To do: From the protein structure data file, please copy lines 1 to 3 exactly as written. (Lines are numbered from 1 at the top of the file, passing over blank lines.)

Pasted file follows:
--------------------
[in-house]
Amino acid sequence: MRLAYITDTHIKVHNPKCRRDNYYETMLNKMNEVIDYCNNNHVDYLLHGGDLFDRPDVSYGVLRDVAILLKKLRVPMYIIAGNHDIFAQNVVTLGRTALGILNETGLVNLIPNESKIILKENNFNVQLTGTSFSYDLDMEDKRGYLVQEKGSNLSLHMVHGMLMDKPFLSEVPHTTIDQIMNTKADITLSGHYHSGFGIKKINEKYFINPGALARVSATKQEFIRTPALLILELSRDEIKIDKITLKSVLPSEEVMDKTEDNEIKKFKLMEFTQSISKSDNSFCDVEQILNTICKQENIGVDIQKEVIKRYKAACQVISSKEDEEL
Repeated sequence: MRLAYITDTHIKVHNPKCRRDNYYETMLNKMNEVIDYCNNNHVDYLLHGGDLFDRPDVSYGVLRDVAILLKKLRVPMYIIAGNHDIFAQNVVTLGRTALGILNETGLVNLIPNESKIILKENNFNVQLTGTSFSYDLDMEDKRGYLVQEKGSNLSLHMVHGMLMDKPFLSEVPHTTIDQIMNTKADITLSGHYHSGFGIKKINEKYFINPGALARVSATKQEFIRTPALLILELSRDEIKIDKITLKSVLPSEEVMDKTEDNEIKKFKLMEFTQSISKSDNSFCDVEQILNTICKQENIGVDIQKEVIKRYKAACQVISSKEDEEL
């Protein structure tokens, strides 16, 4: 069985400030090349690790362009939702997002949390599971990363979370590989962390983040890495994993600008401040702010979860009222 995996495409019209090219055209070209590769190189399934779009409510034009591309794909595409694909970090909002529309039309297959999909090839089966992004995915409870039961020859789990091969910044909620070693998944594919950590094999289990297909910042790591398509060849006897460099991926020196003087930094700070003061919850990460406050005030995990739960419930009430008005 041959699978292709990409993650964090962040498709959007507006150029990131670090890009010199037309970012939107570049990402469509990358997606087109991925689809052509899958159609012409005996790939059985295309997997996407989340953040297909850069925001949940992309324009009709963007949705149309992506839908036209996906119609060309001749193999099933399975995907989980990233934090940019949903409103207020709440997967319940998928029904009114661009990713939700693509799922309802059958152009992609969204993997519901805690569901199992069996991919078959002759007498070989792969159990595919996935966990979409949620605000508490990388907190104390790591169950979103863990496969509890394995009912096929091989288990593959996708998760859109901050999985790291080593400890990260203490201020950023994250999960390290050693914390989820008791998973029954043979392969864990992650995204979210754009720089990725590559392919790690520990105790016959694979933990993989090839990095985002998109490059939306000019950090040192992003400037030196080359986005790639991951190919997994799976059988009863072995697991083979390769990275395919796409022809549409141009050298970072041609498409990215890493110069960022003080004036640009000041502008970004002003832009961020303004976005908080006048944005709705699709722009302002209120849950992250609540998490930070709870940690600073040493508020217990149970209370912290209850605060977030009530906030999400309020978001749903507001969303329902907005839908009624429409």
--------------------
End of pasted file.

[in-house]
Amino acid sequence: MRLAYITDTHIKVHNPKCRRDNYYETMLNKMNEVIDYCNNNHVDYLLHGGDLFDRPDVSYGVLRDVAILLKKLRVPMYIIAGNHDIFAQNVVTLGRTALGILNETGLVNLIPNESKIILKENNFNVQLTGTSFSYDLDMEDKRGYLVQEKGSNLSLHMVHGMLMDKPFLSEVPHTTIDQIMNTKADITLSGHYHSGFGIKKINEKYFINPGALARVSATKQEFIRTPALLILELSRDEIKIDKITLKSVLPSEEVMDKTEDNEIKKFKLMEFTQSISKSDNSFCDVEQILNTICKQENIGVDIQKEVIKRYKAACQVISSKEDEEL
Repeated sequence: MRLAYITDTHIKVHNPKCRRDNYYETMLNKMNEVIDYCNNNHVDYLLHGGDLFDRPDVSYGVLRDVAILLKKLRVPMYIIAGNHDIFAQNVVTLGRTALGILNETGLVNLIPNESKIILKENNFNVQLTGTSFSYDLDMEDKRGYLVQEKGSNLSLHMVHGMLMDKPFLSEVPHTTIDQIMNTKADITLSGHYHSGFGIKKINEKYFINPGALARVSATKQEFIRTPALLILELSRDEIKIDKITLKSVLPSEEVMDKTEDNEIKKFKLMEFTQSISKSDNSFCDVEQILNTICKQENIGVDIQKEVIKRYKAACQVISSKEDEEL